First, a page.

|Saúl Alarcón Farfán, Executive Director|
Global biodiversity hotspots are sites that contain an extraordinary array of species and their conservation is considered key to the survival of thousands of unique organisms. In the Northern Hemisphere of the New World, only the Caribbean, Mesoamerica and the California Floristic Province have deserved this designation. The California Floristic Province includes 70% of California and extends into southwestern Oregon, a small part of western Nevada and northern Baja California. Anchored by San Quintin Bay at the southern end, the Pacific watersheds of Baja California north of the 30th parallel comprise the Mexican part of the Californian Floristic Zone.
The southern portion of the California Floristic Province contains eight wetland ecosystems that historically presented similar characteristics: Ventura-Oxnard Harbor, Marina del Rey-Ballona Lagoon, Los Angeles-San Pedro Bay, Newport Bay, Oceanside Harbor, San Diego-Mission Bay, Ensenada-Bahia de Todos Santos Bay, and San Quintin Bay. Unfortunately, with the exception of San Quintin Bay and a small portion of Ensenada-Bahia de Todos Santos Bay, development has caused the disappearance of most of the natural habitat within these wetlands.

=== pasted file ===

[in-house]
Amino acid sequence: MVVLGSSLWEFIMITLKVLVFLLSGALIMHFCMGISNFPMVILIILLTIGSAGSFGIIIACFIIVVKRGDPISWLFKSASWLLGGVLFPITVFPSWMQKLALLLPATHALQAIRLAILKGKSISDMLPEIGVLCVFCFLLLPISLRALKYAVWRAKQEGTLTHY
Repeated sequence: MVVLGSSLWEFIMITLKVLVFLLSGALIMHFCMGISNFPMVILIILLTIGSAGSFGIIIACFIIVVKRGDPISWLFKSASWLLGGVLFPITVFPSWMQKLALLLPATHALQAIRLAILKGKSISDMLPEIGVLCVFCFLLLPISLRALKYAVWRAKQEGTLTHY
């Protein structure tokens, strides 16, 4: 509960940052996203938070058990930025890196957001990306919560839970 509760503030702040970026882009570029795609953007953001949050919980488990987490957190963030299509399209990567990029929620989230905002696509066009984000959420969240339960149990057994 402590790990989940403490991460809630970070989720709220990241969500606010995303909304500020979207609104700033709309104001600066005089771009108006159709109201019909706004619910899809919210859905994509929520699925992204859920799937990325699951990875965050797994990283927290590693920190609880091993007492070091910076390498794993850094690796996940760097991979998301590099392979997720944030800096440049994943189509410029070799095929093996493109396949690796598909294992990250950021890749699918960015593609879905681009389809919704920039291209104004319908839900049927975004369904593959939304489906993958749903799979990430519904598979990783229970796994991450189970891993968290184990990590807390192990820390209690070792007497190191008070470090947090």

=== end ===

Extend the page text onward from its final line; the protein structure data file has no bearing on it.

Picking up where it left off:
Terra Peninsular is working, in collaboration with other nonprofit organizations and the Mexican Federal government, to protect the most important habitats in San Quintin Bay by establishing a 297,000-acre natural protected area and setting aside large tracks of private land for conservation in the bay. The conservation of San Quintin Bay is extremely important for the survival of migratory waterfowls, shorebirds and raptors in the northern hemisphere and to maintain the health of one of the most productive marine ecosystems in the California Floristic Province.
Investing in conservation of our wetlands is not a luxury. It is smart decision that will avoid costly measures in the future. For example, San Diego may spend from $58 to $100 million dollars to cap or remove 140,000 cubic yards of contaminated sediments in just 16 acres. Fish caught in San Diego Bay contains elevated levels of toxins like Polychlorinated Biphenyls (PCBs), mercury and arsenic that makes them dangerous for human consumption.
We have in our hands a different future for San Quintin Bay.